Wednesday, April 20, 2011

Kenya: spiced red beans

Kenyan cuisine is influenced by its neighbors as well as Indian traders who arrived in the area hundreds of years ago. Consequently, curries and grilled meat are both important. I think everyone's aware, by this point, of how much I love grilled meat. But I had planned to cook this meal on a Friday during Lent, so it had to be vegetarian. I was weirded out enough by the recipe for the beans that I put it off until Saturday lunch, but decided to stick with the vegetarian theme. (Speaking of vegetarian food, if you have any great veggie or vegan international recipes from countries that haven't shown up on this blog yet, please email them to 45sqftkitchen at gmail dot com. I'd love to check them out.) I also decided to make the convenience version of the beans: a can of red kidney beans was ready to go immediately, as was a can of fire-roasted diced tomato. I used the other half of the can of coconut milk to make some coconut rice with which to eat the leftovers.

This is definitely not the best meal I've ever made. Coconut milk in savory dishes made for a pleasant surprise in Cameroon, but I don't love the mix of sweet and savory in this case. That being said, it's a quick vegetarian dish made primarily with pantry staples (the bell pepper really isn't necessary), and it's tasty enough if you enjoy the flavor combination. The chapati is pretty good, but I think I had the heat on a little too high, leading to a richly toasted flatbread.

Note: I gave Kenny the leftovers and he loved them. So try it for yourself!


two cups all-purpose flour (or whole-wheat flour, or a mixture of the two), sifted
one teaspoon salt
warm water
cooking oil

All ingredients should be allowed to come to room temperature if they have been in the refrigerator. Mix flour and salt in a bowl. Slowly mix in enough water to make a thick dough. Mix in one spoonful oil. Knead dough on a cool surface for a few minutes, adding a few spoonfuls of dry flour. Return dough to the bowl, cover with a clean cloth, and let it rest for thirty minutes.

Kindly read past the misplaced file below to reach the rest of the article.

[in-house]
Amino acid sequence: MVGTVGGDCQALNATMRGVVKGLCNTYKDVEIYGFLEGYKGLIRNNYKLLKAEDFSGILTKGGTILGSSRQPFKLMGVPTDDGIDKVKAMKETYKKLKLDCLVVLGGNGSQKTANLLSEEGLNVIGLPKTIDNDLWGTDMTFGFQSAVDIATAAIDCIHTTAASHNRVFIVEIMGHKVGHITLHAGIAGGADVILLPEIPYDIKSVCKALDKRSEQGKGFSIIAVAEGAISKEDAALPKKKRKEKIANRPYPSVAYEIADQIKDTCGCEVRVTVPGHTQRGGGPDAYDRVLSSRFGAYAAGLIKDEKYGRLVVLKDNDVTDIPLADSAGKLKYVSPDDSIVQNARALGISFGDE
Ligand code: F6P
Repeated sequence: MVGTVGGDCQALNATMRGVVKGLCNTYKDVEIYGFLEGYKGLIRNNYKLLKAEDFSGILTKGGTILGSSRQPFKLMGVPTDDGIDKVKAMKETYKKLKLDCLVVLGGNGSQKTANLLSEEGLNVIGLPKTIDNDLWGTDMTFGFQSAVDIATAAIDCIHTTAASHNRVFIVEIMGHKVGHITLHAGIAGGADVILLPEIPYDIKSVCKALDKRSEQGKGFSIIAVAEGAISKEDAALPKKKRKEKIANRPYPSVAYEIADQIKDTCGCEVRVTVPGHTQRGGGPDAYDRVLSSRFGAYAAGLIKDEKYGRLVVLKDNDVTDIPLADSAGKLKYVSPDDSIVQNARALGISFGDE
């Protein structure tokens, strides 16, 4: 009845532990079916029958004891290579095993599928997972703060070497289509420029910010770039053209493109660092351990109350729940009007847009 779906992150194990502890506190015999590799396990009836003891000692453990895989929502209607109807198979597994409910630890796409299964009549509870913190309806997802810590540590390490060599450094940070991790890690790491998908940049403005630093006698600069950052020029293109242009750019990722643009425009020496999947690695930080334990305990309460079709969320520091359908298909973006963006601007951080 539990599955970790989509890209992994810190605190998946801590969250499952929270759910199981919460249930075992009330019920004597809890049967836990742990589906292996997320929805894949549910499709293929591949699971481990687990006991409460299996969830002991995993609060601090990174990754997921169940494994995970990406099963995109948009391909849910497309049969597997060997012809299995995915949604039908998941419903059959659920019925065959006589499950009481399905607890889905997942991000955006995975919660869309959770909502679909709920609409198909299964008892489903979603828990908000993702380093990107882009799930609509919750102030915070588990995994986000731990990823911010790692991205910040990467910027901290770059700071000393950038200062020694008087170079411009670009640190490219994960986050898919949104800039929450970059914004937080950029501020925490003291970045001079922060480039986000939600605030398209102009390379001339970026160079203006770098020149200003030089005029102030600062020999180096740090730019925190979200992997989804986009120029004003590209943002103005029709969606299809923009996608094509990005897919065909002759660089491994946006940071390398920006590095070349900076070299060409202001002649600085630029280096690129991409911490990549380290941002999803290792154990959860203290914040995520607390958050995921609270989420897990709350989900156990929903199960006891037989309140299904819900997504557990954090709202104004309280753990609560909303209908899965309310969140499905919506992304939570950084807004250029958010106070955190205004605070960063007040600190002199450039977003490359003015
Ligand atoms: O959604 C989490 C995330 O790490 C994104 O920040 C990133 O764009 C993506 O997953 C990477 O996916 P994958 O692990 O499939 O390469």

Lightly grease (with cooking oil) and pre-heat a skillet or griddle.
Divide the dough into orange-sized balls. Flatten them into six-inch circles. Fry them in the skillet or griddle, turning once, until each side is golden brown and spotted.
Cover the finished chapatis and place them in a warm oven until they are all done.
Serve with butter, and any curry, soup, or stew.


two cups (about one pound) dry red beans or kidney beans, soaked in water overnight
one or two cups of coconut milk or whole milk (see the note about coconut milk on the Wali wa Nazi recipe page)
sugar to taste (two to four tablespoons)
a few cardamom seeds, or a quarter teaspoon ground cardamom (or a few small pieces of stick cinnamon, or a quarter teaspoon ground cinnamon)
one teaspoon salt
two onions, chopped (optional)
two tomatoes, chopped (optional)
one sweet green pepper, chopped (optional)
one or two cloves of garlic, crushed and chopped (optional)
one teaspoon mild curry powder (optional)
one small chile pepper, cleaned and chopped (optional even for savory beans)

Rinse and drain soaked beans. Place beans in a large cooking pot and add fresh water to cover. Bring to a fast boil and cook for ten minutes. Reduce heat and simmer until beans are nearly tender. Add all remaining ingredients. Cover and cook until all is tender, stirring occasionally.
Serve with Chapati.

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